July Trade Update
On the positive side of the ledger New Zealand began FTA negotiations with the EU this week. Negotiations with the Pacific Alliance are continuing and progressing positively. There is increasing evidence that principle will be sacrificed for pragmatism in the Regional Comprehensive Economic Partnership. And the EU has submitted a proposal aimed at saving the WTO’s dispute settlement system. Singapore has become the third country to ratify CPTPP. And the UK has begun public consultations on a possible FTA with New Zealand post-Brexit.
On the negative side we see contagion from the trade war between the US and China and US and the world on steel and aluminium. The Brexit process has become more confused. The recent White Paper released by the UK Government casts real doubt over the UK’s ability to negotiate meaningful FTAs independent of the EU.
Negotiations began last week on the EU- New Zealand FTA. Officials and Ministers are optimistic that this negotiation can be completed relatively rapidly. Certainly there are strong strategic reasons for the EU and New Zealand to seek an early outcome. But agriculture looms large over this negotiation so will be a complication. The uncertainties over Brexit are also unhelpful. Companies with interest in the EU Market should be approaching MFAT now to explain these so that the FTA negotiators can do their best to try and improve the treatment of your goods and services onto and inside the EU.
Trade Minister David Parker and officials are in Mexico this week for a Ministerial meeting of the Pacific Alliance. We understand that negotiations are progressing reasonably well in this negotiation with the four Pacific Alliance members – Mexico, Colombia, Peru and Chile and New Zealand, Australia, Singapore and Canada. Some of the offers on the table are not yet as good as final CPTPP positions. Agriculture is a major problem for Colombia. And there is some resistance to some of the new issues that New Zealand is raising under its new “trade for all” agenda.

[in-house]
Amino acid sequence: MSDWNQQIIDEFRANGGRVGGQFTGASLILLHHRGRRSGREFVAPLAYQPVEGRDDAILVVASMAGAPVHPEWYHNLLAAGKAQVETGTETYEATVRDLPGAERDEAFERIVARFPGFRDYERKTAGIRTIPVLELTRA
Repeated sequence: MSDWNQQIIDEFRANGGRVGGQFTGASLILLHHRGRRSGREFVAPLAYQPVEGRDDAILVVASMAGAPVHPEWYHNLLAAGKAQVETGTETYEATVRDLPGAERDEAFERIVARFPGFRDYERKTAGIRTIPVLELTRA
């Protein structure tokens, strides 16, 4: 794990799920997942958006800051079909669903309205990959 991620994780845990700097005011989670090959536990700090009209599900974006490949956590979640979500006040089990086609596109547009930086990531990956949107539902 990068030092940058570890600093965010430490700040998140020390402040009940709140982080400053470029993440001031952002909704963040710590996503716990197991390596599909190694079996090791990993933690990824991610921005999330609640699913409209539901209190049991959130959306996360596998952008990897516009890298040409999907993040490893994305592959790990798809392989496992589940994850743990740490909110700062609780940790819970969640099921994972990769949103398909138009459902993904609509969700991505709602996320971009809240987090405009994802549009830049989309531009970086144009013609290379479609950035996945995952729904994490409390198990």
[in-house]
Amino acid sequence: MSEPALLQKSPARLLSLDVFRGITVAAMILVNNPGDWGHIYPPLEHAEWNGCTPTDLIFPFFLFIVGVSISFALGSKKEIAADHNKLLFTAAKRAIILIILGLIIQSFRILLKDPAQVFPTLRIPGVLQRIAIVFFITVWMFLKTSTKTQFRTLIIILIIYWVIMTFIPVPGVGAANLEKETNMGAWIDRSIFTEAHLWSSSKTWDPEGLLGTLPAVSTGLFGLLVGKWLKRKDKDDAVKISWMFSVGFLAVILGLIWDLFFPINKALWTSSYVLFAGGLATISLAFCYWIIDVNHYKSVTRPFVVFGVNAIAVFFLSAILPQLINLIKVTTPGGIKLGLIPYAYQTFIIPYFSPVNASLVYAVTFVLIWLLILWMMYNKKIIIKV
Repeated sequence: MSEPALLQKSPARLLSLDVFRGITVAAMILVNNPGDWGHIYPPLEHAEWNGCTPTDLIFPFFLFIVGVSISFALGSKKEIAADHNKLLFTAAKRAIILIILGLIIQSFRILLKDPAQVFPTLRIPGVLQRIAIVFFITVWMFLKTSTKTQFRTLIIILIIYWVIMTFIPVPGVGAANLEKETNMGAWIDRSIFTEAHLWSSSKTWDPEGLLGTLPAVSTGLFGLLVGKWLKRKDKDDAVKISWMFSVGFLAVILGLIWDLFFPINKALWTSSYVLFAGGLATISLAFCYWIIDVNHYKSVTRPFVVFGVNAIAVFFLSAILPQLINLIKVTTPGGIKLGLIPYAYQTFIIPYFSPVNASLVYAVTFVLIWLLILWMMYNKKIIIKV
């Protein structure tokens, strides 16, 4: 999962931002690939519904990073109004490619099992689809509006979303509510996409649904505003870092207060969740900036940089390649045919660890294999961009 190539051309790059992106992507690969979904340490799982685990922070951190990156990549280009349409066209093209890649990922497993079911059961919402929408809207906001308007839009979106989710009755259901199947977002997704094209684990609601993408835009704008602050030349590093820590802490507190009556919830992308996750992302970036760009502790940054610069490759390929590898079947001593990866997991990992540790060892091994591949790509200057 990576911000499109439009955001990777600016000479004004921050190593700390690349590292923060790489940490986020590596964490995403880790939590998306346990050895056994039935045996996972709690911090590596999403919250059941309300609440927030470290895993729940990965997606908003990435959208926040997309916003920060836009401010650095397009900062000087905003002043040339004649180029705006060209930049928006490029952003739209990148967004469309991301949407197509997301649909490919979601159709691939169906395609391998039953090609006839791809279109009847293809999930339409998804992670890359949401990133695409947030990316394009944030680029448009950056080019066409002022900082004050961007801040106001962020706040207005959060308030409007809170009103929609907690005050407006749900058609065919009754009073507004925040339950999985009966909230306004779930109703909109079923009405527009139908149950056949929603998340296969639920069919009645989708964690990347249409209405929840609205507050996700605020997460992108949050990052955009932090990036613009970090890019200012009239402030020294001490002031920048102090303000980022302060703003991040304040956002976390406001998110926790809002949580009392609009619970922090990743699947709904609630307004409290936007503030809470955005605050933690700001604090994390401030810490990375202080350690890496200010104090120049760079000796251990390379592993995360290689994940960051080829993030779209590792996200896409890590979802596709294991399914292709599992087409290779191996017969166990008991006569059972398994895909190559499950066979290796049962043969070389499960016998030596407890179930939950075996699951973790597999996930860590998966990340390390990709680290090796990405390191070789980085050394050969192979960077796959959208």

As we report below and in our summary above the WTO dispute settlement system is under major threat. This makes the existence of high quality rules and an enforcement system under bilateral and regional FTAs all the more important. This fact is weighing on Ministers and senior officials when they consider the Regional Comprehensive Economic Partnership. While the market access commitments on the table from India would normally make agreement impossible, the rules applying to trade are high standard, and there is an enforceable dispute settlement system proposed for this agreement. Should we keep negotiating for several more years or should we accept a poor market access outcome but have India playing by enforceable rules? We suspect that some major companies are being asked their views on this matter. Everything we are hearing suggests that Government is preparing for an outcome before the end of the year. On balance this is probably the correct judgement. There will be opportunities to improve India’s market access commitments in the future. But we want India operating under a system of enforceable rules at the time that the WTO system risks becoming fully dysfunctional.
Singapore last week became the third CPTPP member to ratify the Agreement. Only three more members need to ratify before the Agreement enters into force. New Zealand is well on the way to ratification but we need to pass our new foreign investment rules before this happens. This is still proving a little problematic, with divisions between Labour and NZ First becoming increasingly apparent on some aspects of the Bill before the House.
While Brexit remains a complete mess and the UK can’t yet begin separate (not involving EU) negotiations with anyone the UK has begun consultations on four possible FTAs – US, Australia, CPTPP and New Zealand. This is a positive step. The consultation document on New Zealand can be found here:
The above was the good news…
The trade war begun by the US has now developed several fronts. We have the tariffs on steel and aluminium being applied to most of the world by the US and multiple countries are retaliating by applying increased tariffs of their own and/or by challenging the legality of the US action in the WTO. The US this week challenged the legality of the retaliations in the WTO – some see this as a good sign. Others see this is as game playing.
Most alarmingly we are seeing contagion. The EU last week announced that it was imposing safeguards on global imports of steel and aluminium as it is concerned that product displaced from the US will end up being dumped in the EU market.
The bigger front is with China where this week President Trump threatened to impose higher tariffs on everything China exports to the US. Right now tariffs have only been imposed on about US$38 billion of Chinese imports with another US$12 billion in preparation. China has retaliated in kind.
Already these tariff increases have impacted agricultural prices, including for dairy. These impacts threaten to get much worse.
Normally these disputes would be resolved before the WTO. But because the US has been vetoing Appellate Judges for the WTO process the WTO system is increasingly becoming unable to resolve cases involving the US. Soon no cases will be resolvable. The EU and others (including New Zealand) are doing a lot of thinking about this and the EU is developing proposals. New Zealand is, we know, working on a plan B. The thinking on RCEP (above) is part of this. Watch this space…